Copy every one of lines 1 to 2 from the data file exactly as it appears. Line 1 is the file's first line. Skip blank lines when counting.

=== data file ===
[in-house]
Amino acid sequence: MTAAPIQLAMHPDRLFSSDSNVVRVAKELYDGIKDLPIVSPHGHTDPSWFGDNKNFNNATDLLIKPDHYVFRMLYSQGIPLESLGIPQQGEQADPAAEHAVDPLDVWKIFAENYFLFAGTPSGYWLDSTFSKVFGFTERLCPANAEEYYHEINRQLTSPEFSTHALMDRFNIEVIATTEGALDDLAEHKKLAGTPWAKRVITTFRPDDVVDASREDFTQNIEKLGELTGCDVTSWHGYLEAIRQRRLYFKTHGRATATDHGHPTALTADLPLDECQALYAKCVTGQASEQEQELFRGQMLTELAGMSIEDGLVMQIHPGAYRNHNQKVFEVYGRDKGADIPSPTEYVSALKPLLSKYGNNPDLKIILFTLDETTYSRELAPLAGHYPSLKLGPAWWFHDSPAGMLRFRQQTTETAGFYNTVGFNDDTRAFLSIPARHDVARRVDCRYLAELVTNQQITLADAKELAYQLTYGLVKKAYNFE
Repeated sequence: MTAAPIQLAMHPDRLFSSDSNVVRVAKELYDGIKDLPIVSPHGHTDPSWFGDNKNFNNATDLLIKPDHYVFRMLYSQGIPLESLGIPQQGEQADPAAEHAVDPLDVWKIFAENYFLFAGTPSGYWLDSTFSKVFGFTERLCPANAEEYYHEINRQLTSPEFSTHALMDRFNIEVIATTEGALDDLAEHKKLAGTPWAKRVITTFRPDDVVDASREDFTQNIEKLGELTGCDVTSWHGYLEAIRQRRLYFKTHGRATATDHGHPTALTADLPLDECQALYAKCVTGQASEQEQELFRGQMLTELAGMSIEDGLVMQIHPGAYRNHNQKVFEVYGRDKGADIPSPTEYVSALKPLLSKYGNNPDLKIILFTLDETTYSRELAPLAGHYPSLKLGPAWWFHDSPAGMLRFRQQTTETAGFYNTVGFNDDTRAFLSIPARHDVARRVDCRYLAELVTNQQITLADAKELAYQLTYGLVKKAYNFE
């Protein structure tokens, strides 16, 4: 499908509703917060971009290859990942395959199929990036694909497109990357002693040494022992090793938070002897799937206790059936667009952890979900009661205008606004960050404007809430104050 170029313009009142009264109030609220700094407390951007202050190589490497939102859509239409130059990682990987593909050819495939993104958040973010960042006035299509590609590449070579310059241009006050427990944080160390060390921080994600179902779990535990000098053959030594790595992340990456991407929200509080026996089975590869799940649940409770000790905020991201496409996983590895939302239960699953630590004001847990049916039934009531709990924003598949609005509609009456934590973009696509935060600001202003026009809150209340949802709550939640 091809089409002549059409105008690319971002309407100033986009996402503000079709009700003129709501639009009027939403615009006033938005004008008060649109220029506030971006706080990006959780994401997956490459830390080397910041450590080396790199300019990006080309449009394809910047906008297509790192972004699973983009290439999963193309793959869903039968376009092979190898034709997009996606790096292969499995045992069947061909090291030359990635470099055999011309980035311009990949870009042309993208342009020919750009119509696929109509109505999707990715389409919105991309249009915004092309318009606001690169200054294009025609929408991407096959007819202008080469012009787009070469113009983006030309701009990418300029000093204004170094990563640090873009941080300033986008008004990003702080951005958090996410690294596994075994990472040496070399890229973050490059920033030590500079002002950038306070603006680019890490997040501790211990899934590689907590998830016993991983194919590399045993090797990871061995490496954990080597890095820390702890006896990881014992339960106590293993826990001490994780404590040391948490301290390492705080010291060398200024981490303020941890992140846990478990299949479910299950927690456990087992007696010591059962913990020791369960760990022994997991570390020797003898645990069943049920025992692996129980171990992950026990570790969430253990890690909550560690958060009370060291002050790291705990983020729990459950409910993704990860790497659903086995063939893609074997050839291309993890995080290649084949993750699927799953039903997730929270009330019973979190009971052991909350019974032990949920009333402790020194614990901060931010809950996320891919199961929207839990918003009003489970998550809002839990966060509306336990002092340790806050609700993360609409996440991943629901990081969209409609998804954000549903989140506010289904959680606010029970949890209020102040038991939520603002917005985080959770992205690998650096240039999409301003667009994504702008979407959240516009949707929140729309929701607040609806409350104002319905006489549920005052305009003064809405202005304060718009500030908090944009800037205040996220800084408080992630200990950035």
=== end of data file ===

[in-house]
Amino acid sequence: MTAAPIQLAMHPDRLFSSDSNVVRVAKELYDGIKDLPIVSPHGHTDPSWFGDNKNFNNATDLLIKPDHYVFRMLYSQGIPLESLGIPQQGEQADPAAEHAVDPLDVWKIFAENYFLFAGTPSGYWLDSTFSKVFGFTERLCPANAEEYYHEINRQLTSPEFSTHALMDRFNIEVIATTEGALDDLAEHKKLAGTPWAKRVITTFRPDDVVDASREDFTQNIEKLGELTGCDVTSWHGYLEAIRQRRLYFKTHGRATATDHGHPTALTADLPLDECQALYAKCVTGQASEQEQELFRGQMLTELAGMSIEDGLVMQIHPGAYRNHNQKVFEVYGRDKGADIPSPTEYVSALKPLLSKYGNNPDLKIILFTLDETTYSRELAPLAGHYPSLKLGPAWWFHDSPAGMLRFRQQTTETAGFYNTVGFNDDTRAFLSIPARHDVARRVDCRYLAELVTNQQITLADAKELAYQLTYGLVKKAYNFE